Camping is about enjoying the outdoors and having fun. If you’ve chosen to bring your faithful pooch along be sure to give them some love and attention by going on walks and playing with them. It will get you active and allow them to stretch their legs a bit. A tuckered out pup is less likely to cause you problems than one that is full of energy. It’s also a good idea to clean up after your dog, be respectful and keep other campers from having the misfortune of stepping in something left by your pup.

Camping with Pets

So go out and have fun with your tail-wagger, but be sure to be prepared, be cautious and be engaged. Being a responsible pet owner isn’t always the easiest thing, but it is very rewarding. Just remember that when it comes to camping with your dog it takes a little bit of extra work to make sure that everything goes smoothly but if you put in a little extra time and effort you will be able to have nice low-stress experience while enjoying the outdoors with man’s best friend.

Camping with My Dog BruceCalin Hess, a native Idahoan and transplanted Utahan, loves to go camping, fishing and hiking with his family. He and his wife Meghan are proud parents and loving owners of their dog, Bruce. Calin currently works at the corporate offices of Sportsman’s Warehouse where he is a part of the ecommerce team.

Do you camp with your dogs or other pets?  What tips would you add?

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Tiffany loves tent camping and knows how to bait a hook.

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Comments

  1. We Love camping & canoeing with our dogs & like you we really prepare when we are taking them with us. We have a group we camp with(they love our Scotties) and occasionally another couple brings their dog(an uncouth sheltie) which would be fine if they did the same level of preparation that they did for camping & canoeing but apparently to them it is fine if the dog just runs around willy nilly, getting into peoples stuff, chasing critters, barking, getting our dogs all irritated, this is very stressful for everybody, including the dogs. We hate seeing them pull in(and we are dog people) Don’t be the People that others say OMG here they come & they Brought the Dog!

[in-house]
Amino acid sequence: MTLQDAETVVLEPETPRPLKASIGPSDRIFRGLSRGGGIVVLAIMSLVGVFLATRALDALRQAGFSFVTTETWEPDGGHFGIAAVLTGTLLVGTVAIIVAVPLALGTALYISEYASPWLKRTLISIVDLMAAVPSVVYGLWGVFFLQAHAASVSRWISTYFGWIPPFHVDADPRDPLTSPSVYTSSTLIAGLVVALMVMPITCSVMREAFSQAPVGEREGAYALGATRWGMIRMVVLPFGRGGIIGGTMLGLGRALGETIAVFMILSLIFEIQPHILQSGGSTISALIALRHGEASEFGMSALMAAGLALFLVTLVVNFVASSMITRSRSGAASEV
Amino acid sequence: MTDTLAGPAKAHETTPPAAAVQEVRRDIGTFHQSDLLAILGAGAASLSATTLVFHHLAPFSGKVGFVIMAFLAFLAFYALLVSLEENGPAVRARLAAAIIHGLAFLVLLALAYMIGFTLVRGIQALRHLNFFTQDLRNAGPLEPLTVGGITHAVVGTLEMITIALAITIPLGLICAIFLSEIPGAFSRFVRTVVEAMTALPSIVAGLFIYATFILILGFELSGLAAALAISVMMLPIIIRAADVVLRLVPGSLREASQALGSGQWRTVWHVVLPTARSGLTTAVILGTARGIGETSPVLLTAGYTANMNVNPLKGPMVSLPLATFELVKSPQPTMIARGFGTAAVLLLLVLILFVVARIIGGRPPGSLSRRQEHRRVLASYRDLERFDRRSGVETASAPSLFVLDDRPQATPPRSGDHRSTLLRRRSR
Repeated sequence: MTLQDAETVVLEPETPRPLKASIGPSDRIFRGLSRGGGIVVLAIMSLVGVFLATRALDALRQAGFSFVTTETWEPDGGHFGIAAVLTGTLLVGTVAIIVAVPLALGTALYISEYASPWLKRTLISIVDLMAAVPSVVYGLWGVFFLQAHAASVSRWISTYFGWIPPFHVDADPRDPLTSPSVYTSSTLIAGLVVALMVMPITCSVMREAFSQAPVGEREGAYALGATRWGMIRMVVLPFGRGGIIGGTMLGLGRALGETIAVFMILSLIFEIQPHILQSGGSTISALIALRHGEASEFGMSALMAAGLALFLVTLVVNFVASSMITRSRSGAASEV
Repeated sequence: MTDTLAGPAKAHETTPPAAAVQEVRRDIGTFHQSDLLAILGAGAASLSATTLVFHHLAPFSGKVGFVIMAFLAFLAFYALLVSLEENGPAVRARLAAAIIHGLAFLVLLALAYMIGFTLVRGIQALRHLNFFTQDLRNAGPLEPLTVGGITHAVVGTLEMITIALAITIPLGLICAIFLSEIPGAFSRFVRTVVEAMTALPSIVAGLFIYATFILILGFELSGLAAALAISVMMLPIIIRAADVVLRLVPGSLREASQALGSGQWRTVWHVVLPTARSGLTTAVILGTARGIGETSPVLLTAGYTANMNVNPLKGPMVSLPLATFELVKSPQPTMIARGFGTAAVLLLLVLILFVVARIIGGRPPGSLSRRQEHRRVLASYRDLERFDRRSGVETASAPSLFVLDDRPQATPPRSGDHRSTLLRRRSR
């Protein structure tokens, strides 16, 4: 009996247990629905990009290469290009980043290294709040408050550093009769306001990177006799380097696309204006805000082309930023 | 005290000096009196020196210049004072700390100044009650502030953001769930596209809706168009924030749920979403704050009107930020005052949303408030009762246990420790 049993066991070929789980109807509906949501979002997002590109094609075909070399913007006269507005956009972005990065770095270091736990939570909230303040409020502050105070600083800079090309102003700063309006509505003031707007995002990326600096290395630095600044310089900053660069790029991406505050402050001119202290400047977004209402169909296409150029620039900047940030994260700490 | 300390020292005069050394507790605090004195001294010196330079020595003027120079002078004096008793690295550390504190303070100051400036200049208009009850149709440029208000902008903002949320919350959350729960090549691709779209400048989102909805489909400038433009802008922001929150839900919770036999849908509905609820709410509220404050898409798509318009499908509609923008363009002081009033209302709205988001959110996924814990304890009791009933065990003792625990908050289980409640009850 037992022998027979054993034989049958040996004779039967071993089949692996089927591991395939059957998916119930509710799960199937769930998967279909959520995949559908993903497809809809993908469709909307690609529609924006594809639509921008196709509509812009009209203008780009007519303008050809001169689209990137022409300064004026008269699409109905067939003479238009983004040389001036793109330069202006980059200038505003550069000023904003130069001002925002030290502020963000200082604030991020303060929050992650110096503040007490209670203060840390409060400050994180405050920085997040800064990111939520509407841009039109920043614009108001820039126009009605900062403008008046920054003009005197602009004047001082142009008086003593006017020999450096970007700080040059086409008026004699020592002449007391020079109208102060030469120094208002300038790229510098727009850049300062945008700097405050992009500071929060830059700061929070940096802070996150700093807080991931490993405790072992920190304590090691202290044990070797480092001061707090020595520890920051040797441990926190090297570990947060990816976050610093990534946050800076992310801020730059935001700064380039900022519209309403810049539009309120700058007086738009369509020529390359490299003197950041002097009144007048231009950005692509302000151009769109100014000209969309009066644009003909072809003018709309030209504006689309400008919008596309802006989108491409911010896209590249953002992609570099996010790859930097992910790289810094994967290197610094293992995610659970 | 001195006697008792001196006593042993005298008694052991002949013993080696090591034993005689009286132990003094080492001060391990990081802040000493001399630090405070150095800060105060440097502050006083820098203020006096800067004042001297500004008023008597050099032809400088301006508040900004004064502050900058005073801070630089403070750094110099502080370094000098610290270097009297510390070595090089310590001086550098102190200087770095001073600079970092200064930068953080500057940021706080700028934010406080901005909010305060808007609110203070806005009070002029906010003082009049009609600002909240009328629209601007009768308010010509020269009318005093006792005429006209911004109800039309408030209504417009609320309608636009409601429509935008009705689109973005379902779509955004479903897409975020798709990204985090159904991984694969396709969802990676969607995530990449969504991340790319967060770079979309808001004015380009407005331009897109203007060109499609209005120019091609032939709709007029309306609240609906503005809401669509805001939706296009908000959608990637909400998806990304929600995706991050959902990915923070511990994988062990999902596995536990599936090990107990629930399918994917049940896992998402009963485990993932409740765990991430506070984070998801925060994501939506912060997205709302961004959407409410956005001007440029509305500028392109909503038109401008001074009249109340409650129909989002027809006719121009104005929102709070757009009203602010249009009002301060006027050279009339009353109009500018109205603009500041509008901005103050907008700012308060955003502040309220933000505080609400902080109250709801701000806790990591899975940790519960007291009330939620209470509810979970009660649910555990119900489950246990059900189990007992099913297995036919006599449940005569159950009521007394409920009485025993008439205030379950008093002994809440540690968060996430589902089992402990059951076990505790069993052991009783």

2. Well you know we love to go camping with the Disapproving Beagle. I would add as part of the “being aware” part that you need to pay attention where dogs are allowed and where they’re not, particularly in National Parks. Calin is on the money with it being a little more work but it can be lots of fun too. Thanks for the post!

  3. These tips were helpful! We have only taken our dog camping once, and one thing I learned was that we need to be careful about choosing our site– you can minimize distractions (and disruptive behavior) by camping farther away from a large party, another group with dogs, or even away from high-traffic areas near the restrooms. Thanks for sharing!

  4. I have camped with my dogs for years. In fact I don’t think I have ever camped without my dogs. So a few of my tips are… If you are camping where there are bears keep your dog’s close at night. Our dogs sleep in our tent and my female always alerts us with a low growl when a bear has entered camp(I think she she would even challenge the bear to protect us and that would not end well) but our male always shakes with fear and needs the security of having us close. We do a lot of hiking on our trips so I always pack an extra water bottle and a collapsible water dish for the pooches. I also pack a doggy first aid kit. This includes tweezers (for ticks), painkillers (my dogs are 12 & 14 so they get very sore fast) my vet recommended baby aspirin, my dogs suffer from diarrhea when away from home so I pack some minute rice (I know grains aren’t great for dogs but it really does help) and prepare it with beef broth. I also pack needle nose pliers. I once had to remove a fish hook from a friend’s dogs face so I always pack them just in case. Lastly, I pack a sweater for my short haired female. Where we camp is hot during the day but can drop into the 50s at night.